What Mom and Dad really want is perfectly ordinary ways to make them special. Usually, "Give me a little peace. Let me just sit here in a comfy chair and read in a quiet house. Let me sleep. Let me have my own way for once." This is known to every mother and father, but is of course unspeakable because it betrays the awful truth that sometimes this role isn't all it's cracked up to be. And when your five-year-old brings you his hand-made, hand-wrapped something-or-other as a token of his love, you know that he doesn't need hear your true desires, which, if voiced, would sound something like, "I love you more than life itself. Now go away."

And, if you think about it, the whole holiday is counter-productive in the whole "punished by rewards" sense. Of course we like to hear from our loved ones that they love and appreciate us. But when the gesture is enforced by a compulsory holiday, it means slightly less. It has shades of King Lear. Do you really think we're doing all this to get an ugly tie and a new crescent wrench?

But, of course, part of being a good person is knowing how to gracefully receive a gift and a compliment. So we smile, we say thank you, we bask in the love we feel and is felt by those around us. Mostly we're just glad that the ordinary days are what are so precious to us.

The Search is IN

NPR ran a story today about a Supreme Court decision to allow evidence gathered when police enter a private residence with probable cause, but unannounced. Now, I have never thought about such things before in my life, but I always tune in to Nina Totenberg because High Court rulings almost always have an interesting mix of ideal philosophy and real-life politics to make them interesting fodder for argument and discussion. This one, especially, caught my attention because anyone who watches Law & Order (or any other crime procedural made in the last twenty years) is used to hearing about what can or cannot be introduced as evidence in court. How many times have we heard a judge on L&O say, "The search is out"?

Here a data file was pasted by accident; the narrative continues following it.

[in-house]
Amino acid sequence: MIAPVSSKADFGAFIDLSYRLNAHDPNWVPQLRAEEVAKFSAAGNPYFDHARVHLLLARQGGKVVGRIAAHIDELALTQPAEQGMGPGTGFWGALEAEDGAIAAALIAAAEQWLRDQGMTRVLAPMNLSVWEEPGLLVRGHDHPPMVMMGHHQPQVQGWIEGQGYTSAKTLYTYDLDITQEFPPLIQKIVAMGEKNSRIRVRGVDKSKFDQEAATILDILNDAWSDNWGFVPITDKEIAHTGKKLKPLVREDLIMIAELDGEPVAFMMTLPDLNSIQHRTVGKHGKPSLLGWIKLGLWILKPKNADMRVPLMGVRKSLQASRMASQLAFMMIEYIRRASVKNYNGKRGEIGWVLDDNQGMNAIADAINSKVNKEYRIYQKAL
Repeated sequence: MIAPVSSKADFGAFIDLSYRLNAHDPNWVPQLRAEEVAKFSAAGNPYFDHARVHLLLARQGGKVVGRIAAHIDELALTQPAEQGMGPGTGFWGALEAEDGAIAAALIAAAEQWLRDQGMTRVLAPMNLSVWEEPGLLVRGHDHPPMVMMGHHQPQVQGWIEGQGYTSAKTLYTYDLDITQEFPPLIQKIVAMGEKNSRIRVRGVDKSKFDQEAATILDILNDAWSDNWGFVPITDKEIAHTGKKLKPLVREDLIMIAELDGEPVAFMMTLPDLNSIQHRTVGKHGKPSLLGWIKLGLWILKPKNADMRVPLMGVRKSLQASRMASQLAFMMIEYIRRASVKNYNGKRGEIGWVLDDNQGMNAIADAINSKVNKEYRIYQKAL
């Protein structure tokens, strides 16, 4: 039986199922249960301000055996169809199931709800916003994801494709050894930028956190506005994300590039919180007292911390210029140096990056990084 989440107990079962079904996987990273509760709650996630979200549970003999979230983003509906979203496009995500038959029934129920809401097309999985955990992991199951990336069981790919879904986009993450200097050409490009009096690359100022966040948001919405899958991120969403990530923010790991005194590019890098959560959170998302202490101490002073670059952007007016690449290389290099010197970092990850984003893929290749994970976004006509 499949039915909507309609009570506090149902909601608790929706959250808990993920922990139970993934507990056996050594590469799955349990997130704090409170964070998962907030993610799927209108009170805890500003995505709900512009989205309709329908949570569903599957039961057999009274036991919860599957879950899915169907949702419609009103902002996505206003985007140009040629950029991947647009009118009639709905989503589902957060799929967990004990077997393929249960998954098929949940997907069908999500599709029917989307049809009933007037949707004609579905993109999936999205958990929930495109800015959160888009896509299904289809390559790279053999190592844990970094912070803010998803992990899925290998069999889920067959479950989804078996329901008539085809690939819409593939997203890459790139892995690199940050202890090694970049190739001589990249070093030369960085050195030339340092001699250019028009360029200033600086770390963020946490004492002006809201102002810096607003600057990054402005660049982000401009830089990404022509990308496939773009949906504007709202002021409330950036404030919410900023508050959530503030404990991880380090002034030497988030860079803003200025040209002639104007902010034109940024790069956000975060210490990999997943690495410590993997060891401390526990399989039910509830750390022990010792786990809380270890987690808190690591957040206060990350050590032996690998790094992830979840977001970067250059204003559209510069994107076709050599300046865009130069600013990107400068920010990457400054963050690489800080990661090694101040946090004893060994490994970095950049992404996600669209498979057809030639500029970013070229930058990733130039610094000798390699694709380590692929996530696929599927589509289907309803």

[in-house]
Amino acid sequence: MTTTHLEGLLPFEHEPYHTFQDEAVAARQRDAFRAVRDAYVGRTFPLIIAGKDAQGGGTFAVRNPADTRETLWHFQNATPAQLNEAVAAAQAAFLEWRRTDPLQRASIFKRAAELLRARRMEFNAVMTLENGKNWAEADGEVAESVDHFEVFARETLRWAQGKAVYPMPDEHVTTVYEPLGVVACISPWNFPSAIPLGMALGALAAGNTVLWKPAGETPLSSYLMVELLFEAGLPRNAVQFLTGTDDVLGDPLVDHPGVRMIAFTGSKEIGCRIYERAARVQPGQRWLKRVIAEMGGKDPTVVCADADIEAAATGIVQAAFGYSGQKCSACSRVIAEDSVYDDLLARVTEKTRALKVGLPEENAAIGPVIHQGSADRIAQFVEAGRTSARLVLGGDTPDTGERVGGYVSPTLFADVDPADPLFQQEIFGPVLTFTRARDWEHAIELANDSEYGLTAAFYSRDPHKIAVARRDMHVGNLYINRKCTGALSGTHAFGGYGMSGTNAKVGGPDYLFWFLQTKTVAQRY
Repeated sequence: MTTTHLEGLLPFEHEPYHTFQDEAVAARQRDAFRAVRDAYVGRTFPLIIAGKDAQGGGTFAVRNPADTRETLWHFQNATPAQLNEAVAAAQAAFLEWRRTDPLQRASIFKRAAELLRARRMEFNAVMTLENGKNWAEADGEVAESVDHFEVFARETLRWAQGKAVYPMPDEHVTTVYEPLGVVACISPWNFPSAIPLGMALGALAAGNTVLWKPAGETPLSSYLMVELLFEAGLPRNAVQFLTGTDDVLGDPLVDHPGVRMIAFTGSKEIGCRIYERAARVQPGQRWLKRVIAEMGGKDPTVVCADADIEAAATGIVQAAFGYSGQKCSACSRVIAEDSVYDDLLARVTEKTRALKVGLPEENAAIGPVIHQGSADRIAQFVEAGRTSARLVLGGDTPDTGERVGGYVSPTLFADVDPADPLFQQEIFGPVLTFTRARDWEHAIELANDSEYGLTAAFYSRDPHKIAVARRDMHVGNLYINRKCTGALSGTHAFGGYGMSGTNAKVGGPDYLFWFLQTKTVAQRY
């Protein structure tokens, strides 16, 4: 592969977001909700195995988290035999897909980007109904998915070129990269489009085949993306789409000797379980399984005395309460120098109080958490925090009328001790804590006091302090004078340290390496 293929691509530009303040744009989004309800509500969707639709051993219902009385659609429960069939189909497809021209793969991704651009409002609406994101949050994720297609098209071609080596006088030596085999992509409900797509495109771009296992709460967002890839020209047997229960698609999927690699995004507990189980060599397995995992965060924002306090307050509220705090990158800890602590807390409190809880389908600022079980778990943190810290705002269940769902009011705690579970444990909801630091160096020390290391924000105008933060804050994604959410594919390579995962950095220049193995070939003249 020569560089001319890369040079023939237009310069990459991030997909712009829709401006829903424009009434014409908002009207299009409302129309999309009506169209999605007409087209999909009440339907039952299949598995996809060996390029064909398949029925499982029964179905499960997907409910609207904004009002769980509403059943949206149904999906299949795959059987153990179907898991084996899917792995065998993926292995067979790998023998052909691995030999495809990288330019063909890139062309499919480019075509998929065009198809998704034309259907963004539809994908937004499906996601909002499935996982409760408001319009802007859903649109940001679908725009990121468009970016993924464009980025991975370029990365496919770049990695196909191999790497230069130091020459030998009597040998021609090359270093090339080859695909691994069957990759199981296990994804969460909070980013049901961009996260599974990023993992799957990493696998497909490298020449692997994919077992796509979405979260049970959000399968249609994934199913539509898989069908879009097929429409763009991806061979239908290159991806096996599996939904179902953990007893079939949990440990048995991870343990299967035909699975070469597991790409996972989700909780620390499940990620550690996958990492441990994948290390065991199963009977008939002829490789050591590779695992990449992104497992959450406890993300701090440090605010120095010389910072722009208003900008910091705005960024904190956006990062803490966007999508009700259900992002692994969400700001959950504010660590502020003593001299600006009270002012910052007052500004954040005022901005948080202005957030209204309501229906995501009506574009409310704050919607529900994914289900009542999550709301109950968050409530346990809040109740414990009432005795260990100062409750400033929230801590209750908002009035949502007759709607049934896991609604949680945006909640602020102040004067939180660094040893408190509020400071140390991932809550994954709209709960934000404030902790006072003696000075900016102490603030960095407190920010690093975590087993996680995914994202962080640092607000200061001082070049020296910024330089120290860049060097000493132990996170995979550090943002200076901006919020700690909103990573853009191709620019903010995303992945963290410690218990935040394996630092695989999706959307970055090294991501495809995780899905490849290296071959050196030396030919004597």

For what it's worth, I think the court ruled correctly. When the police have probable cause to believe a crime is being committed, they ought to have some latitude on how they go about investigating the scene, including not announcing themselves right away. We really don't have to give perps a few seconds to flush their stash down the toilet. But I also thought the police were right to say, "It's still a really good idea to announce yourself," if nothing else to avoid getting shot.

How remarkable it is that, not only do we have a system for deciding what police can and can't do, we actually have TV shows almost entirely devoted to the subject. Thanks to police dramas, the average citizen actually has a pretty good grasp on topics such as Miranda warnings, search warrants, rules of evidence, double-jeopardy, and every other aspect of due process. I have to wonder if this particular genre exists in other cultures . . . does Singapore have police procedurals? Does England, for that matter?